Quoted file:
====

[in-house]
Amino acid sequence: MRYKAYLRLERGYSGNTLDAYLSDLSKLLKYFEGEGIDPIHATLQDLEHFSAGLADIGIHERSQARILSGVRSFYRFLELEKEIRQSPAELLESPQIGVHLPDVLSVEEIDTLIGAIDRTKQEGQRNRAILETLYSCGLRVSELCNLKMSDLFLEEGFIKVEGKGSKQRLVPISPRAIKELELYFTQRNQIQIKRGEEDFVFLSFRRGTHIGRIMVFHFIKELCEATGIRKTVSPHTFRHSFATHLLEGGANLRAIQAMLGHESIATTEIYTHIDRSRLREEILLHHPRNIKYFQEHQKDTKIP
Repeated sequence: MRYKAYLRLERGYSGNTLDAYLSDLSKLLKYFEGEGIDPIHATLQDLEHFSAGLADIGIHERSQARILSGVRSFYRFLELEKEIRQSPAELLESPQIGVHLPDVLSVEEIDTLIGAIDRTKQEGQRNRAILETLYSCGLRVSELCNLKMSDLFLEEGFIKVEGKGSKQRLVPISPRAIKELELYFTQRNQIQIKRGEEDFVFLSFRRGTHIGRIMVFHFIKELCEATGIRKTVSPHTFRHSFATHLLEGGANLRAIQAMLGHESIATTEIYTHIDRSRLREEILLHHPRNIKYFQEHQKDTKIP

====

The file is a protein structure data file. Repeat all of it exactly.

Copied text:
[in-house]
Amino acid sequence: MRYKAYLRLERGYSGNTLDAYLSDLSKLLKYFEGEGIDPIHATLQDLEHFSAGLADIGIHERSQARILSGVRSFYRFLELEKEIRQSPAELLESPQIGVHLPDVLSVEEIDTLIGAIDRTKQEGQRNRAILETLYSCGLRVSELCNLKMSDLFLEEGFIKVEGKGSKQRLVPISPRAIKELELYFTQRNQIQIKRGEEDFVFLSFRRGTHIGRIMVFHFIKELCEATGIRKTVSPHTFRHSFATHLLEGGANLRAIQAMLGHESIATTEIYTHIDRSRLREEILLHHPRNIKYFQEHQKDTKIP
Repeated sequence: MRYKAYLRLERGYSGNTLDAYLSDLSKLLKYFEGEGIDPIHATLQDLEHFSAGLADIGIHERSQARILSGVRSFYRFLELEKEIRQSPAELLESPQIGVHLPDVLSVEEIDTLIGAIDRTKQEGQRNRAILETLYSCGLRVSELCNLKMSDLFLEEGFIKVEGKGSKQRLVPISPRAIKELELYFTQRNQIQIKRGEEDFVFLSFRRGTHIGRIMVFHFIKELCEATGIRKTVSPHTFRHSFATHLLEGGANLRAIQAMLGHESIATTEIYTHIDRSRLREEILLHHPRNIKYFQEHQKDTKIP